Political Islam


Graduate Level

Jennifer Murtazashvili,Graduate School of Public and International Affairs, University of Pittsburgh

In the past several decades and especially since September 11, 2001, policymakers, scholars and individuals have been debating issues related to the compatibility of Islam and democracy, the growth of violent Islamist movements, and the causes of terrorism and suicide bombings. In many instances, such debates seem to boil down to a “clash of civilization.” To explore these issues we will examine a diverse body of literature drawing on political science, anthropology, economics, sociology, and history. We will focus our primary attention to Muslim-majority countries in the Middle East as well as Central and South Asia.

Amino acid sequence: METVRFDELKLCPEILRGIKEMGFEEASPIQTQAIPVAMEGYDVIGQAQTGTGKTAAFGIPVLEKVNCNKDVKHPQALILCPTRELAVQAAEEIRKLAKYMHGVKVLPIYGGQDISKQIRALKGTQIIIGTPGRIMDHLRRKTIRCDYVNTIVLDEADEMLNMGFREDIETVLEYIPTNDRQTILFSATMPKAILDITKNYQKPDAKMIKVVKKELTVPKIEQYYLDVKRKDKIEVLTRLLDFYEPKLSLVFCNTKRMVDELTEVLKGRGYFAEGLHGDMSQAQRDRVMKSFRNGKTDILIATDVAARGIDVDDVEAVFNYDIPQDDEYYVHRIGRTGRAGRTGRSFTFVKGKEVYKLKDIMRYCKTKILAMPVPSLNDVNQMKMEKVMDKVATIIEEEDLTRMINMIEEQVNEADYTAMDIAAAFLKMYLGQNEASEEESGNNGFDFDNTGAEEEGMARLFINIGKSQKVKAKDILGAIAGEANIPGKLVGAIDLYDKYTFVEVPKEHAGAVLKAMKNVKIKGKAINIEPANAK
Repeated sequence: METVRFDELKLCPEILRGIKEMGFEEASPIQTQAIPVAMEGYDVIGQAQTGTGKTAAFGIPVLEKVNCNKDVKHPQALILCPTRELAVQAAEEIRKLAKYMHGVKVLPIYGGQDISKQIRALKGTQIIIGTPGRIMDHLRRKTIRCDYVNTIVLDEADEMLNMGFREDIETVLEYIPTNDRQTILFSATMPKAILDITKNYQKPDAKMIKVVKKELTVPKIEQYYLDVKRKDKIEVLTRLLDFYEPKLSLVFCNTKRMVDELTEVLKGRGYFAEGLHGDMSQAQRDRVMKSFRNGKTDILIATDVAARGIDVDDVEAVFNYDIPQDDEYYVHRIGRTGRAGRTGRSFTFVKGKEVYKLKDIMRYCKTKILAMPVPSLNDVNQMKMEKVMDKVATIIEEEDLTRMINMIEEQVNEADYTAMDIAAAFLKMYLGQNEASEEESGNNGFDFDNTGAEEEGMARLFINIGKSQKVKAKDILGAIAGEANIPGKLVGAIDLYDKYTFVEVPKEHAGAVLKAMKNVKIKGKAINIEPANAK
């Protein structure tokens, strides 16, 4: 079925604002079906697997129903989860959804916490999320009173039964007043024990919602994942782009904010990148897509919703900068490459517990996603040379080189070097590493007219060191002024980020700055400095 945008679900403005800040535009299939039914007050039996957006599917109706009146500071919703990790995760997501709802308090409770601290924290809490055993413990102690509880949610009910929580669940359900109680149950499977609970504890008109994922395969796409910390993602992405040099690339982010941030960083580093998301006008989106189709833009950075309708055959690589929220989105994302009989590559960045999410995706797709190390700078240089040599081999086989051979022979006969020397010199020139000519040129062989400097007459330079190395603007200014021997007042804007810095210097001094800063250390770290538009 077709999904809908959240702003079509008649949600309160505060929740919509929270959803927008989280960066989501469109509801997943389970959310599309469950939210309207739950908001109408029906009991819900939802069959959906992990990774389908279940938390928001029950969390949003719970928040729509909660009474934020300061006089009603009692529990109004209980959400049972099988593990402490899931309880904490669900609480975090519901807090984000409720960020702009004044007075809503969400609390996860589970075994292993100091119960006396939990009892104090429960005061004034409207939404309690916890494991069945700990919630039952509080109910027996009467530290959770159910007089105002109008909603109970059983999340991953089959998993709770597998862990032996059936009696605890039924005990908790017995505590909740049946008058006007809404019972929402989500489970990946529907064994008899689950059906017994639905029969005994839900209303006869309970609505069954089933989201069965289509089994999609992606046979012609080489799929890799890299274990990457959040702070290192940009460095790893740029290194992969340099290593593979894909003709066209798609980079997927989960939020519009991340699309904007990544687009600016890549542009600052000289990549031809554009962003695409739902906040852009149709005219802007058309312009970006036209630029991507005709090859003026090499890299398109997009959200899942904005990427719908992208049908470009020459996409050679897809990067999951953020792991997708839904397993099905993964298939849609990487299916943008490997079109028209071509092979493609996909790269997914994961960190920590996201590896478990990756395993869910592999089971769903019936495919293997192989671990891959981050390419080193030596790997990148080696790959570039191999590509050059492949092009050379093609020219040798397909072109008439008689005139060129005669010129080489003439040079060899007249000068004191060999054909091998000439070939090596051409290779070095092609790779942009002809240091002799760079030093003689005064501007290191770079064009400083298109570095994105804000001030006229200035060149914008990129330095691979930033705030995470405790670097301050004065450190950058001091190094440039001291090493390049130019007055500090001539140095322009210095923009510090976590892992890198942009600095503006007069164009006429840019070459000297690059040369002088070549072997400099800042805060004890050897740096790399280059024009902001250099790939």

This course begins by investigating the nature of the state in Islamic history and thought. We will explore the interaction between religion and the state prior to the rise of 20th century Islamist movements, focusing on the case of the Ottoman Empire. We then explore the rise the origins of contemporary Islamist movements, beginning with the Muslim Brotherhood in Egypt. What are the intellectual origins of such movements? What impact do they have upon domestic politics in the countries where they emerge? Are Islamist movements compatible with democratic forms of governance? When do such groups engage in violence? How have governments responded to such violence and to what result? The course will explore these and other pressing questions by examining a broad range of movements (both violent and non-violent) in authoritarian and democratic settings, as well as in failed or persistently weak states.